First priority was a hotel so I could get some sleep. Since the previous two night accommodations hadn't cost anything I decided to splurge again and went to the Grand Hôtel de l'Indépendance. Turned out to be not much of a splurge, but I got a large room (slightly dank and mildewy) and my own bathroom (I have to go ask them to turn on the water when I want to use it though). The I decided to have a small breakfast and some tea at which point I felt almost alive so I went for a walk. Walked around the market area, over some hills and through downtown. Labé is definitely not a beautiful city, but it has a lot of vibrancy and life to it, yet no hassles (probably because there doesn't appear to be any [other] tourist). After an hour the lack of sleep hit again and it was all I could do to make it back to the hotel before falling asleep.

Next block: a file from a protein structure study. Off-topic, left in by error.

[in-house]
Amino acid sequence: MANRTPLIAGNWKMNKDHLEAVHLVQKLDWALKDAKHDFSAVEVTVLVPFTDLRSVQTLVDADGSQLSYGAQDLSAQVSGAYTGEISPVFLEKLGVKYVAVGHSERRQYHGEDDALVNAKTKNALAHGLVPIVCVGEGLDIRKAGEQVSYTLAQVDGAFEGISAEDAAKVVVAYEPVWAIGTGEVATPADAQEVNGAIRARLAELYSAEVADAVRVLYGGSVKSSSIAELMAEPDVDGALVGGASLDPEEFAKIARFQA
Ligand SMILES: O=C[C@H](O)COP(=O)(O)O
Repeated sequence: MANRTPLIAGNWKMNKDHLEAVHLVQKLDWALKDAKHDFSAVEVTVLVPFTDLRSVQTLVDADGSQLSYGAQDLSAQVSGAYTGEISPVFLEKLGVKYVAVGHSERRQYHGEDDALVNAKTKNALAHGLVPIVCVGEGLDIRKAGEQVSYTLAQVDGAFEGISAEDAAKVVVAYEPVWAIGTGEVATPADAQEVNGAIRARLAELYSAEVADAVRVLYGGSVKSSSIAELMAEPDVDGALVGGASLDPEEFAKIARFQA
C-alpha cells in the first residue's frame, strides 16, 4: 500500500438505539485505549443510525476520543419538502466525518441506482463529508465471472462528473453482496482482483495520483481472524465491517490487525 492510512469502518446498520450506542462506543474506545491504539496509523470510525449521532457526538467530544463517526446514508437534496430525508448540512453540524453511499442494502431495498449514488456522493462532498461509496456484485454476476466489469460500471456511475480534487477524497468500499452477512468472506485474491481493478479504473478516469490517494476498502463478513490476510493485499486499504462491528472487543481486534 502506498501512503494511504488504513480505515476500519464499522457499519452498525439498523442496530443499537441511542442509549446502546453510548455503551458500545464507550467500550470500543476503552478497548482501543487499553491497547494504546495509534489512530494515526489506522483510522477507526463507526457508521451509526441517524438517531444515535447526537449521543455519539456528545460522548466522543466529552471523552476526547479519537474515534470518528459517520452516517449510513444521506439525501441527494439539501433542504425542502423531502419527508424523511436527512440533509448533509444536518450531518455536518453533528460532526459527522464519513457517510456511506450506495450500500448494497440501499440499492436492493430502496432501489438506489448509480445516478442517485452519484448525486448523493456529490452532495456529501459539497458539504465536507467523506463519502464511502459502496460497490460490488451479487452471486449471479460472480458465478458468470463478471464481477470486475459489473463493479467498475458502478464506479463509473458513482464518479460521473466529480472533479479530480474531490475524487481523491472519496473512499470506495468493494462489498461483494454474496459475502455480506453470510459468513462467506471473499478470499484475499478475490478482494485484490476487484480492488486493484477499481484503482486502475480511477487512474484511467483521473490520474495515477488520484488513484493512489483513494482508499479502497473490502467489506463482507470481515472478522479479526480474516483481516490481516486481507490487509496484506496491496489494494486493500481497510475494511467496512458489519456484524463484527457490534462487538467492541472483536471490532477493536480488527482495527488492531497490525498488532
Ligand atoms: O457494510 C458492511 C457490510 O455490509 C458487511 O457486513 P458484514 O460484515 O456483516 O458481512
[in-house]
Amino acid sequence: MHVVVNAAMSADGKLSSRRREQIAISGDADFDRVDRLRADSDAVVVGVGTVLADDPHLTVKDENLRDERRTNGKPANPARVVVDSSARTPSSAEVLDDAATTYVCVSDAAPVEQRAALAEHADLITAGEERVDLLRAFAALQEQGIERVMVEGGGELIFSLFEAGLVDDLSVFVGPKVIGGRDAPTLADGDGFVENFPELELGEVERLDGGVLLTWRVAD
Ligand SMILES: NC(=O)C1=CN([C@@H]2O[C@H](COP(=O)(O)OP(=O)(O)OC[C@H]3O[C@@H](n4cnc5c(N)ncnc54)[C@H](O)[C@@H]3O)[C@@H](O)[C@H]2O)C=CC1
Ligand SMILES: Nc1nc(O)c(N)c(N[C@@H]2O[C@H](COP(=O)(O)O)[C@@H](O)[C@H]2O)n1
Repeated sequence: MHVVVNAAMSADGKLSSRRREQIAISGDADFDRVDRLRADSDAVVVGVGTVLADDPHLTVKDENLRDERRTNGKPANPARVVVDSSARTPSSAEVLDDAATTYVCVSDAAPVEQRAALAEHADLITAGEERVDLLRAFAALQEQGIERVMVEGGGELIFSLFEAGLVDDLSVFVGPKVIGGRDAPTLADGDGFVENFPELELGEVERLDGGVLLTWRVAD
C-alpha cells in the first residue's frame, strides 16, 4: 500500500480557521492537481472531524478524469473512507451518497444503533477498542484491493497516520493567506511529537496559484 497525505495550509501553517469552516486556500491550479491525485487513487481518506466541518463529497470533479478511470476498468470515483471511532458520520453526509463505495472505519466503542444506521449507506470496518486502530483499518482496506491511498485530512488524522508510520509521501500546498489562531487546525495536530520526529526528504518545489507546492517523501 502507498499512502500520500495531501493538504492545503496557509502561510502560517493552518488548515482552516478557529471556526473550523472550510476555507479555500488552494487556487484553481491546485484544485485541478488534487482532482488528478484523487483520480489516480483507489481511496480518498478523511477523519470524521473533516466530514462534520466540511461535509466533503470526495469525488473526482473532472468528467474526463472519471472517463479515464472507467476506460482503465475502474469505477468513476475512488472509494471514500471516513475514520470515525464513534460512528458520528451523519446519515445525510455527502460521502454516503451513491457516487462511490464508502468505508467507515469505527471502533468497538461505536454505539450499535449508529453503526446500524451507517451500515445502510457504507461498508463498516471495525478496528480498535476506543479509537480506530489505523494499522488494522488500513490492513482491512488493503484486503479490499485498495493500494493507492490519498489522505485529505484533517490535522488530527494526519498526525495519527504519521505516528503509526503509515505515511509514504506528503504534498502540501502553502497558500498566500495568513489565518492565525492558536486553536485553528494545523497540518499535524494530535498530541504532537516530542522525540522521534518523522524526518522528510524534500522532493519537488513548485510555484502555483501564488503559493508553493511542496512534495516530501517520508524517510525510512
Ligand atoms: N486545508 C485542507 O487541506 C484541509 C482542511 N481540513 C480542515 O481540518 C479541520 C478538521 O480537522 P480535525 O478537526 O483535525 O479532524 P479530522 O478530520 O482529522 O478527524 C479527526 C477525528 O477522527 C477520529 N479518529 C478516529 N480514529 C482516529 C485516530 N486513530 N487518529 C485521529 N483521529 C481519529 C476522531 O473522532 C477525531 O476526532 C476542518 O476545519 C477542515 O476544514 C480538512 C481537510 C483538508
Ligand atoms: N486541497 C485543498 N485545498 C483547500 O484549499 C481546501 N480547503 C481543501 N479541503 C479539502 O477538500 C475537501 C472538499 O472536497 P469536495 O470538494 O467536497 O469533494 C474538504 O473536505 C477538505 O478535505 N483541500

Related Sites:
US State Department Consular Information Sheets: Guinea
CIA World Fact Book: Guinea